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Everything posted by boomerscout

  1. Boys Scouts know all there is to know about first-aid Boy Scouts can handle any emergency Boy Scouts never get lost
  2. Our unit is going to do popcorn next year because we have several new, younger Scouts. We are thinking of weaving it around the requirements for the salesmanship merit badge -- or vice-versa
  3. This should become a most popular merit badge as you will get to play with fire. Start collecting the old, broken ATVs and PWCs so your guys will have something to work on.
  4. After the top sellers explain their best methods, with the audience passively listening, you should do some role-playing. Have every Scout approach the "customer" with the new salespitch if only just for practice. When describing the need for sales to the parents, pictures are important -- meaningful, large pictures. What works best is pix of Jr. from last year, but at least some pictures of the camp, attraction, outing. If speaking to the parents en masse, spray some pine scent around about a half hour before. Have a CD of North Woods music (loons, rippling water) softly playing in
  5. consider a YMCA membership. They can practice swimming, learn judo or other personal self-defence, possibly learn first responder first-aid
  6. Without debating the rightness or wrongness of the troop's "traditions", could the lad in question not go to the PLC and ask for a variance? He could show them his school activities schedule -- thereby explaining why he could not make the window, but could offer to do some Saturday shifts or certain selected weeknights.
  7. If the Scout shows good character and a willing spirit, many service clubs will spring for a Christmas present of a sleeping bag, or a shirt, etc. Even if they can't, they may know of an individual who likes to play secret Santa. We have a Scout who pays some of his troop dues by coming in early to troop meetings to start the coffee and set up the chairs for the Geezer Patrol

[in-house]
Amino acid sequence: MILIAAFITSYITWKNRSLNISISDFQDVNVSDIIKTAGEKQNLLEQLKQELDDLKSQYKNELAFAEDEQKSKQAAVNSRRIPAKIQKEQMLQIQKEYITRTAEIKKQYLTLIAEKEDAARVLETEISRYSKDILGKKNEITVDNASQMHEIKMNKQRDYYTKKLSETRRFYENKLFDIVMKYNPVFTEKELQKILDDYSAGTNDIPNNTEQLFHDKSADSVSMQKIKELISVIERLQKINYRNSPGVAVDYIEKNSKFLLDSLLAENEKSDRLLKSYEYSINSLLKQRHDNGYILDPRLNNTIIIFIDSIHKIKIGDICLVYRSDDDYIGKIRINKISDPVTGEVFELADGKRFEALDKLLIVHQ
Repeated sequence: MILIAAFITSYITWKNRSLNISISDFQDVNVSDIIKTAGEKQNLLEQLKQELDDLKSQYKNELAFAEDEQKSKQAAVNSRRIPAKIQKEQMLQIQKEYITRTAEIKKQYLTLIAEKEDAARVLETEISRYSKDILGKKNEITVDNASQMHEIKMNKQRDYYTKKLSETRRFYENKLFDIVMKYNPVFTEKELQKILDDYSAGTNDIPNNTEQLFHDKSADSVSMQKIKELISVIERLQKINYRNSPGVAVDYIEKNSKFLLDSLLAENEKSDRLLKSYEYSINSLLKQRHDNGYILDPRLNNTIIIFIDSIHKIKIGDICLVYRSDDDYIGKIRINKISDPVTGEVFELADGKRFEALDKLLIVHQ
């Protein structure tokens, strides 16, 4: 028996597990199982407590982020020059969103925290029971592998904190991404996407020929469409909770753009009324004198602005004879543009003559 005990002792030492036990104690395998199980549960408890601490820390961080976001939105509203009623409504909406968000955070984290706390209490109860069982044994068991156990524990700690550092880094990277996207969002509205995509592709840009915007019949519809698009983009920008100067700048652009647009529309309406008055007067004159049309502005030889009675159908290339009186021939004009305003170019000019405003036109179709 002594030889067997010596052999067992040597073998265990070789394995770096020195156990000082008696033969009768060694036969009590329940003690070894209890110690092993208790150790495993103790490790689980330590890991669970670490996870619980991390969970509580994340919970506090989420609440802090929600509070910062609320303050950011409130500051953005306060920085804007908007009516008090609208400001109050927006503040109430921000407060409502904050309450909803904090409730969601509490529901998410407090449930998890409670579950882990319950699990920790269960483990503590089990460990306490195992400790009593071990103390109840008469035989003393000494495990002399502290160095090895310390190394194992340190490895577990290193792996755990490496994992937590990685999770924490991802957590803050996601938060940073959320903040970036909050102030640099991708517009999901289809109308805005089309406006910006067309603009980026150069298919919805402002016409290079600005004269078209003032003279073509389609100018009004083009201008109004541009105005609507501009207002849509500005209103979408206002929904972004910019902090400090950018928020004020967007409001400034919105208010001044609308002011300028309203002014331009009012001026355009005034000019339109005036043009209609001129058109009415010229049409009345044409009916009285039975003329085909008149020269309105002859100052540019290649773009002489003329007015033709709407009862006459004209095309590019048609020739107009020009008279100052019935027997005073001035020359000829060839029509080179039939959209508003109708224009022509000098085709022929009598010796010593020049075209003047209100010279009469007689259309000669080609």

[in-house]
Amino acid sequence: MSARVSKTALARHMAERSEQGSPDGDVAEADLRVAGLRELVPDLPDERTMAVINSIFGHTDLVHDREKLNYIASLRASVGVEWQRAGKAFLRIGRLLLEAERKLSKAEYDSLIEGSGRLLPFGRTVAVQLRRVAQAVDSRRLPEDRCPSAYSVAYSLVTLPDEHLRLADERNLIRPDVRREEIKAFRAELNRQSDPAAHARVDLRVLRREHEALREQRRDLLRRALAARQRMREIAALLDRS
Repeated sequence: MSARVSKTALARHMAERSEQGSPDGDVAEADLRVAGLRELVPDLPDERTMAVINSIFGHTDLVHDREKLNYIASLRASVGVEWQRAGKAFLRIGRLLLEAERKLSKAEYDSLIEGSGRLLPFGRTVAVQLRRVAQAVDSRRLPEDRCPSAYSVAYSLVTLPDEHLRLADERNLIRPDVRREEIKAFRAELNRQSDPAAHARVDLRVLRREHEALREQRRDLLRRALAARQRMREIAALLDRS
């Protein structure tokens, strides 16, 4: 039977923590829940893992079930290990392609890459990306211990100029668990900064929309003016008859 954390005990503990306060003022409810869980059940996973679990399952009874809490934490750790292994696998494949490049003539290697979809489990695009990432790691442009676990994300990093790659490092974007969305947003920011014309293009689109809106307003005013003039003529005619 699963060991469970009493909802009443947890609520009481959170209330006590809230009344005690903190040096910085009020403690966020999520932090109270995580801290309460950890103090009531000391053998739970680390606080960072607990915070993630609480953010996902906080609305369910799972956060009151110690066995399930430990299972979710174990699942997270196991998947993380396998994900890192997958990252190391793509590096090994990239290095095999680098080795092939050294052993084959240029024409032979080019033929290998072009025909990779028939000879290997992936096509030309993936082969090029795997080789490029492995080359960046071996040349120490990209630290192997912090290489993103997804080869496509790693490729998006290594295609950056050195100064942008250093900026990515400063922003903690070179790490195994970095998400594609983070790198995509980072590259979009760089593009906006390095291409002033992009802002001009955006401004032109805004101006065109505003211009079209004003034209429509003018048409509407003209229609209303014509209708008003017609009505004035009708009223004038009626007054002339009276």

8. "I wonder whose scouting experience is richer???? " Either! It all depends on the program offered. I guess when we were returning from Philmont, we could have hitchhiked back. Two years of targeted fundraising allowed us to leave on a jetplane. Our troop does four funders a year with specific revenue goals. Any more than that takes away from other parts of Scouting. Friends of Troop ### frequently does their own fundraising. Some patrols do their own additional fundraising depending on what they need money for. Individual Scouts also fundraise for themselves Buses
  9. dense tropical rainforest? I'm not going hiking in the Everglades. Too many pythons and boa constrictors.
  10. a freshly charged GPS will track your movements - either purposeful or random, and when ready, will inform you of your reverse course to get back to start
  11. After reading the thread this was spun from, I'd probably like to add a couple of signal flares and some smoke cannisters. Oh, and a hand-crank recharger for the cellphone. (And here I thought a couple of credit cards would be enough.)
  12. The DE may have been in a hurry, and used the word "profit" when he shouldn't have, although non-profits can do fundraising. What he should have said is that when the final accounting was done, he was charged with being in the black and not in the red. If 400 boys say they are going to show, and 400 boys actually do attend, then the fee setting is simpler. If 400 say they are going to show, and 450 show up, that may lead to problems. So, err on the side of caution is usually done, and you budget for "extra". It seems this weekend was very poorly planned and run. That is what yo
  13. "adults who work hard to bring a quality program" may be part of the problem. It is the PLC that is supposed to design the program after each PL talks to his patrol on what they want. Each PL is also responsible for his patrol's advancement. Posting a tally stick or chart at each troop meeting of each Scouts's rank and time in that rank is sometimes helpful to light the fire. To gain more time, you might consider a weekly patrol meeting separate from the weekly troop meeting.
  14. Although well meant, the Girl Scout cookie dough thing is probably illegal. Something they could get away with in good times
  15. I was hoping usscouts.org would have a definitive answer on this Q.What is the official position on a troop contributing part of its fundraising dollars to each boy's Individual Scout Account? We are trying to discuss it at Scouter.com, but are starting to go in circles. Many say it's no big deal, a minority says such accounts are not allowed, several say OK if used just for camp fees, uniforms, and yearly registration. I first tried Scouting.org, but found that to be a tad difficult to navigate. A. As a Scouting volunteer myself, and a former Scoutmaster, I'd say the s